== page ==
Can You Dig It? A Step-By-Step Guide to a Classic Clambake
By Amy Tarr

If you’re not a native New Englander, the term “clambake” probably conjures up images of Shirley Jones and Gordon MacRae twirling around in “Carousel,” the classic Rodgers and Hammerstein musical about a pair of star-crossed lovers living in a small fishing village in Maine.
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Chefs Todd English & Victor LaPlaca of Olives
•Traditional New England Clambake
•Olives 5-Clam Chowda
•Lobster and Vermont White Cheddar Mac n’ Cheese
•Cold Potato Salad with Grilled Sweet Slab Bacon
•Bibb Lettuce Salad with Fiery Shrimp Dressing
•Crispy Spicy Pickles
•Crunchy Mango and Berry Cobbler with Lime Sorbet


At least that’s what came to my mind, until I had the opportunity to learn how to build my own clambake from Chef Victor LaPlaca, Executive Chef of Olives in New York.

Earlier this year, Victor and his partner, Todd English, transplanted the classic northern festivity to Miami Beach of all places, for the 4th Annual South Beach Wine and Food Festival. Hosted by Chef Jason McClain at Nikki Beach, the Olives chefs demonstrated their prowess in building a mammoth steam machine.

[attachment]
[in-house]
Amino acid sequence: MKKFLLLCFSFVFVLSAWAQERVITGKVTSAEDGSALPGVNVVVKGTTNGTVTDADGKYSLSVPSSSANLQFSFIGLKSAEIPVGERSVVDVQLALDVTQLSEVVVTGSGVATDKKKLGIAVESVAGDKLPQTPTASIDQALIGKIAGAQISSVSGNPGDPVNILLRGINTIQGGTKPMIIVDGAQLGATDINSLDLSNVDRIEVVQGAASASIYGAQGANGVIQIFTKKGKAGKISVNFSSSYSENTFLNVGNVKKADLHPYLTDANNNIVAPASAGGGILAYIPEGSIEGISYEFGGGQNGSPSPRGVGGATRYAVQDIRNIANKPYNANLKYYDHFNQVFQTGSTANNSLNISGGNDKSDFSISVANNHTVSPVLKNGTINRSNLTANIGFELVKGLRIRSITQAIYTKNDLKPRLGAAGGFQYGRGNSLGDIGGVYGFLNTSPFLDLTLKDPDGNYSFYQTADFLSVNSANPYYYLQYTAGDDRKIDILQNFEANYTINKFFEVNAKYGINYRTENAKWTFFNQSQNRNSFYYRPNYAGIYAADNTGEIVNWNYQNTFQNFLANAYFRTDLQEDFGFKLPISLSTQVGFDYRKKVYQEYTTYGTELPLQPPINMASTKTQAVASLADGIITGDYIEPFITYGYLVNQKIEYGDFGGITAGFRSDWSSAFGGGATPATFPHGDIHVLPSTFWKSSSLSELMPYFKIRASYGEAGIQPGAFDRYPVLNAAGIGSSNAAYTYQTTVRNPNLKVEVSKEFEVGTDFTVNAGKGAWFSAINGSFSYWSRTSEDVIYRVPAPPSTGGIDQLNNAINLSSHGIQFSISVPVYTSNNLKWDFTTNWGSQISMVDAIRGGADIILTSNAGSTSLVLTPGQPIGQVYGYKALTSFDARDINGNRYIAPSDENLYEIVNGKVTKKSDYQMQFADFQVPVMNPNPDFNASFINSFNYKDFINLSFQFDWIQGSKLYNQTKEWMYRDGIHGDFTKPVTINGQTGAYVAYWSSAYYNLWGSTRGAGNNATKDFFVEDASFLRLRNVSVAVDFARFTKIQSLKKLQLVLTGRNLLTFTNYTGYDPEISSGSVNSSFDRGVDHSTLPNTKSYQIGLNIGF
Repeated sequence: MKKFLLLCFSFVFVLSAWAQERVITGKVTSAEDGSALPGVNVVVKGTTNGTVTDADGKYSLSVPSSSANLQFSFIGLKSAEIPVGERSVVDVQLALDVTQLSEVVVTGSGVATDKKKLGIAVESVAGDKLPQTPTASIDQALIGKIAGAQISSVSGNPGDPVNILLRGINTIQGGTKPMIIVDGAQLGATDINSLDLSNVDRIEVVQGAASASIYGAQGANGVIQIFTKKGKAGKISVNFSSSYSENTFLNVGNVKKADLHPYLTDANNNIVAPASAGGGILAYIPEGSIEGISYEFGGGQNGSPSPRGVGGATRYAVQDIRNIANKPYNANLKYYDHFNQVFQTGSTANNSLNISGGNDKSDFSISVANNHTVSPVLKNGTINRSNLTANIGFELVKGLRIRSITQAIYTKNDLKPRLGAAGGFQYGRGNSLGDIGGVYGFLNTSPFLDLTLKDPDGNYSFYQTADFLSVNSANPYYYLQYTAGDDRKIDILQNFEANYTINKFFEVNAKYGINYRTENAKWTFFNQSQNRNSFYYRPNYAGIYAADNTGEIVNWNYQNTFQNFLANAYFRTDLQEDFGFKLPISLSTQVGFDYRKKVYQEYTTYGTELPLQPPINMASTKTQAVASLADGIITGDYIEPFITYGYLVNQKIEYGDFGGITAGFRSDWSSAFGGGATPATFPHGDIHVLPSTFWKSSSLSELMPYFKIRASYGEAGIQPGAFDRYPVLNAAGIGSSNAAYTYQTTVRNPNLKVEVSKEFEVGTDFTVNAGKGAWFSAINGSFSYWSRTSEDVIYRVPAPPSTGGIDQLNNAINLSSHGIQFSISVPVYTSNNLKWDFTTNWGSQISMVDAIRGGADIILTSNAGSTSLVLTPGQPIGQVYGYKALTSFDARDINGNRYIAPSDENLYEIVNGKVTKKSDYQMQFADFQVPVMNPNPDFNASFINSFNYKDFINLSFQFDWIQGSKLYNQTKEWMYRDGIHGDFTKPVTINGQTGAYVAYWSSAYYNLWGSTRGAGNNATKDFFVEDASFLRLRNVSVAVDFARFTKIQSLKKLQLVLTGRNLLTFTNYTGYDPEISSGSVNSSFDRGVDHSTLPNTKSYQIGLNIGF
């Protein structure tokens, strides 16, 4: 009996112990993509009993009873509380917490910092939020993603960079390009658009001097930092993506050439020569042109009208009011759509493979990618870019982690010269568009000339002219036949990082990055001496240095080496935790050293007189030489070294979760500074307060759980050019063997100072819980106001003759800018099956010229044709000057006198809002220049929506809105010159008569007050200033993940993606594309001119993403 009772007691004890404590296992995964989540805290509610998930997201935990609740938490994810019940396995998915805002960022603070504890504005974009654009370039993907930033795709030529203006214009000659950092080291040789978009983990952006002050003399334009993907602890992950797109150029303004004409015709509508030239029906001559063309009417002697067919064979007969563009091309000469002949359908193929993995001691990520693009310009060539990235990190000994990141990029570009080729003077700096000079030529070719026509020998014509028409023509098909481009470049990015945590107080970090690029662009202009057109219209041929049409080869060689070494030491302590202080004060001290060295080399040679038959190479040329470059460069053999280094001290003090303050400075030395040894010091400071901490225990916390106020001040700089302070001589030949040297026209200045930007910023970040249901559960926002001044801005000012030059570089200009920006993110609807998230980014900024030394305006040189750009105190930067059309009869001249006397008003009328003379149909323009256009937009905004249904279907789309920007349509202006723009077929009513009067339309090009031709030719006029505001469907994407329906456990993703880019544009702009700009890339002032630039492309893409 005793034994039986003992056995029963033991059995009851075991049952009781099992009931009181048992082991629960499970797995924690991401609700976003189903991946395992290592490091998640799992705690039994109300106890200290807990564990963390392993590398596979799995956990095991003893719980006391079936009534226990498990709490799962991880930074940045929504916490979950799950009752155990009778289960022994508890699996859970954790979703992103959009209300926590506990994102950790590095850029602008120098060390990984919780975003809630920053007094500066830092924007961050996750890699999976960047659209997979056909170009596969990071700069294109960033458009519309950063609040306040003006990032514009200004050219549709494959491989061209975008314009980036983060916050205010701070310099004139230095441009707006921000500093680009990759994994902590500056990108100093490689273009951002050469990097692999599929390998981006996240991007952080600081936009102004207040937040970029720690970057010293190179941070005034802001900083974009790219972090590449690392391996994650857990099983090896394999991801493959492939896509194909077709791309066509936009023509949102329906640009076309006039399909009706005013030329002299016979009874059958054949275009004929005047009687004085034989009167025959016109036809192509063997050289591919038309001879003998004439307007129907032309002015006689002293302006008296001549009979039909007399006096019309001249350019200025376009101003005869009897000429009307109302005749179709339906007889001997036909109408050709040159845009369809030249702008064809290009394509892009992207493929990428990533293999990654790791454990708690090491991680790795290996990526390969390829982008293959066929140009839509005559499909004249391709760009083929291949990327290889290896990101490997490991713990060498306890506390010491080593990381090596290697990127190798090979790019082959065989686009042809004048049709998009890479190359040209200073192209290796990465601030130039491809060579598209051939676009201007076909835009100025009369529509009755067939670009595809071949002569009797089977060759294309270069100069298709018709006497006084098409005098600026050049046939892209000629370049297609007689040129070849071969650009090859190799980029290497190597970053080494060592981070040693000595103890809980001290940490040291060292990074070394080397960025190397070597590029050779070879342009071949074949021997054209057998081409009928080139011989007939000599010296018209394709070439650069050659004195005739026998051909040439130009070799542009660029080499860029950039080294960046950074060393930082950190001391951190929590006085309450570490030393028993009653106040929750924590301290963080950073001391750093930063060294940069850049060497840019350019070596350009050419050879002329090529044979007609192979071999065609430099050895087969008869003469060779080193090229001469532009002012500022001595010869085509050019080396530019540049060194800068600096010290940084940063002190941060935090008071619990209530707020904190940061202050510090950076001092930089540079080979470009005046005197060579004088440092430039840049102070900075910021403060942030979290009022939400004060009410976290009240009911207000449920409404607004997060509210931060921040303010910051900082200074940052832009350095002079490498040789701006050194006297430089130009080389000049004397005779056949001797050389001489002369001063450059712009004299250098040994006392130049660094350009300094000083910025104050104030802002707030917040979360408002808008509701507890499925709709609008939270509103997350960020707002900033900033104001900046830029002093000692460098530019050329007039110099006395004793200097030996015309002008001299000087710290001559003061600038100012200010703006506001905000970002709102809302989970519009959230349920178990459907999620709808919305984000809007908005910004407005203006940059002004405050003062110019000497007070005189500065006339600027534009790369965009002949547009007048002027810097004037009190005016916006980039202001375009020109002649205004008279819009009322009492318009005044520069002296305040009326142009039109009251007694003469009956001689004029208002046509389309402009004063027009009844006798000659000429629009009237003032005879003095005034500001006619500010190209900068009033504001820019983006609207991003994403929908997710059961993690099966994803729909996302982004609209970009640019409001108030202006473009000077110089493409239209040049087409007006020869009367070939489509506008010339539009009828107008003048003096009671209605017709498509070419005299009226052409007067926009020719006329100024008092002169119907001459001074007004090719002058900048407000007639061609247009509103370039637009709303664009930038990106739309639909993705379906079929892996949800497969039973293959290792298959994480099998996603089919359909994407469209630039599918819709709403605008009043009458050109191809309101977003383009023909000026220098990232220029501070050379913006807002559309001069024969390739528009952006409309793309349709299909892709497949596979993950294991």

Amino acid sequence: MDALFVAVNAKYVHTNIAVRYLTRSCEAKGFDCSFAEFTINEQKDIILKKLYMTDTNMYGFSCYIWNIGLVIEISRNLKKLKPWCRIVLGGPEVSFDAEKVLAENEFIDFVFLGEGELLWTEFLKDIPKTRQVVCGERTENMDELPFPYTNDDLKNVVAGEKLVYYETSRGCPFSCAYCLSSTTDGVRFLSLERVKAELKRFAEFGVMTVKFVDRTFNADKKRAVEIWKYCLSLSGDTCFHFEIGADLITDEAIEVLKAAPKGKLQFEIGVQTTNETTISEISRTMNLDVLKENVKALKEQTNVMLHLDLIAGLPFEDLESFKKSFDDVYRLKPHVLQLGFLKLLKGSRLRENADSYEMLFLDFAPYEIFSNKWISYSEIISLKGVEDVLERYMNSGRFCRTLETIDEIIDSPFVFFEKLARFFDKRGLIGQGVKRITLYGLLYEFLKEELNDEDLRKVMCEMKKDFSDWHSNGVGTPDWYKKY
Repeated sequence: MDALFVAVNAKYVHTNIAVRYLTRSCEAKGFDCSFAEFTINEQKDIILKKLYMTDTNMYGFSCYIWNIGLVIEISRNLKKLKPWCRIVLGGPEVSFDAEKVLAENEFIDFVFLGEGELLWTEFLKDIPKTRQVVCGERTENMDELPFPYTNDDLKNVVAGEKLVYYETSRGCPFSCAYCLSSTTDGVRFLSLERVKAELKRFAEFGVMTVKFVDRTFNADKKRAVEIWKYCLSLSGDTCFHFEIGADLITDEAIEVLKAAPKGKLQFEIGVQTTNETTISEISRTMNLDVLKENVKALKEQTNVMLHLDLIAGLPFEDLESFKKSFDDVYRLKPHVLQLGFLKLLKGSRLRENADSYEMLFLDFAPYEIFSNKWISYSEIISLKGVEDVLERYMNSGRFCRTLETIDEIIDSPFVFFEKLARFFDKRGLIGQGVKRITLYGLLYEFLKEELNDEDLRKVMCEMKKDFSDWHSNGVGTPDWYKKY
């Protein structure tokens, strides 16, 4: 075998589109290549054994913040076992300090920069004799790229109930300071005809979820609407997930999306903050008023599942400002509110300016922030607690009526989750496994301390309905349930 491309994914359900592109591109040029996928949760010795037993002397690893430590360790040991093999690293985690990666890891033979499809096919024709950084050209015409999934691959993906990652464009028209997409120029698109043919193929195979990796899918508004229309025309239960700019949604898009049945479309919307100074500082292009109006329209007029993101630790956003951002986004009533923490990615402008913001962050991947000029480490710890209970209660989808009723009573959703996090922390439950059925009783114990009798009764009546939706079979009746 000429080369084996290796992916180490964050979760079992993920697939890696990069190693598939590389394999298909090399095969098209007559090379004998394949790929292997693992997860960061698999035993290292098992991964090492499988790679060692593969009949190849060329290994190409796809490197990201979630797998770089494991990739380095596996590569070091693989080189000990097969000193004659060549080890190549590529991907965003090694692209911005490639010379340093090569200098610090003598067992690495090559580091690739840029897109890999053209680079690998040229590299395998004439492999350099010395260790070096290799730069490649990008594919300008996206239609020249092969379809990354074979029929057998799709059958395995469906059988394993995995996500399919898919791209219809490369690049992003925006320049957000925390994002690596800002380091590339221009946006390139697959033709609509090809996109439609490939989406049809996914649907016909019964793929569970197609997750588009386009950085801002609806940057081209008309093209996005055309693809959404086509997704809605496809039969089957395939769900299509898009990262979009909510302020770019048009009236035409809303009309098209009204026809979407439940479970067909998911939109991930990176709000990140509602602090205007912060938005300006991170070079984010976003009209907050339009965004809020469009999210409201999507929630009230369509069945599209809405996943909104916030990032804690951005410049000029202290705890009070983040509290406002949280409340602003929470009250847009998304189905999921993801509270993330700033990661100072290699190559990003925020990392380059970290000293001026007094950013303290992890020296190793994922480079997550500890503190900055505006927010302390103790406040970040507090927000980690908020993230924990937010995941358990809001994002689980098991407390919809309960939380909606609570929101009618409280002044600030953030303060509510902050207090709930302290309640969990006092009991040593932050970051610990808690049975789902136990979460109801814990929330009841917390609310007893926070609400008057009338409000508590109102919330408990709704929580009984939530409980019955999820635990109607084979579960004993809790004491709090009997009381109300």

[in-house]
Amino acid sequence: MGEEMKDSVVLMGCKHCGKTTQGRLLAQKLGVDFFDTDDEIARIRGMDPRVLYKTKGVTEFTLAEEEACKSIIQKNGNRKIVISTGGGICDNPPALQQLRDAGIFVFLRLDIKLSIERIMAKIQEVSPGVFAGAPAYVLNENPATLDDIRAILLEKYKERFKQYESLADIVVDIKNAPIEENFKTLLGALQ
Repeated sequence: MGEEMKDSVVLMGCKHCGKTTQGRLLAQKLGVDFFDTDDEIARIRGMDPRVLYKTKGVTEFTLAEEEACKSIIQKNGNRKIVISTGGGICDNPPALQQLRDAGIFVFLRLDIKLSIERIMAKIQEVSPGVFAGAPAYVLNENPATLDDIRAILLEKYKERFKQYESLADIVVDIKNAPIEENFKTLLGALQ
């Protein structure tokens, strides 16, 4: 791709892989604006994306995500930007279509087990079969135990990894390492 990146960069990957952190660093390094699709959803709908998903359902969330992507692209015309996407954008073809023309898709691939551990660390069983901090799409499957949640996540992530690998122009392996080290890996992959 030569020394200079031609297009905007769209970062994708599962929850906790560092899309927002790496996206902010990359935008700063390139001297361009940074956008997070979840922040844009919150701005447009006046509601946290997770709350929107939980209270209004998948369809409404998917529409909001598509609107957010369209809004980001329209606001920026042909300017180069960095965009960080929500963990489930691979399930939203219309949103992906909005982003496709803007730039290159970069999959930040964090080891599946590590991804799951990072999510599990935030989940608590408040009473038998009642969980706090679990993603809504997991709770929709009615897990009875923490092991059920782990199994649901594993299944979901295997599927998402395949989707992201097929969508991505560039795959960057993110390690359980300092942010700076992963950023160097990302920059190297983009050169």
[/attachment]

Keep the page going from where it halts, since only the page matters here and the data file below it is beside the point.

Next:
“Digging the hole is the hardest part,” says LaPlaca. “We had six guys digging the whole day before,” he says of the South Beach clambake, which served several hundred guests. “It would be a lot of work for one person.”

Just in time for Memorial Day, Victor offers this step-by-step guide to building your own clambake. In addition to the classic elements like lobster, mussels, clams and corn on the cob, he shares recipes for all the accoutrements, from Olives’ signature 5-Clam Chowda as an appetizer, to Crunchy Mango and Berry Cobbler for dessert. In keeping with the lively, communal vibe of the traditional clambake, Victor recommends serving all the sides family-style.

Serving berry cobbler at Nikki Beach on StarChefs.com

Chef photos by Michael Katz


   Published: May 2005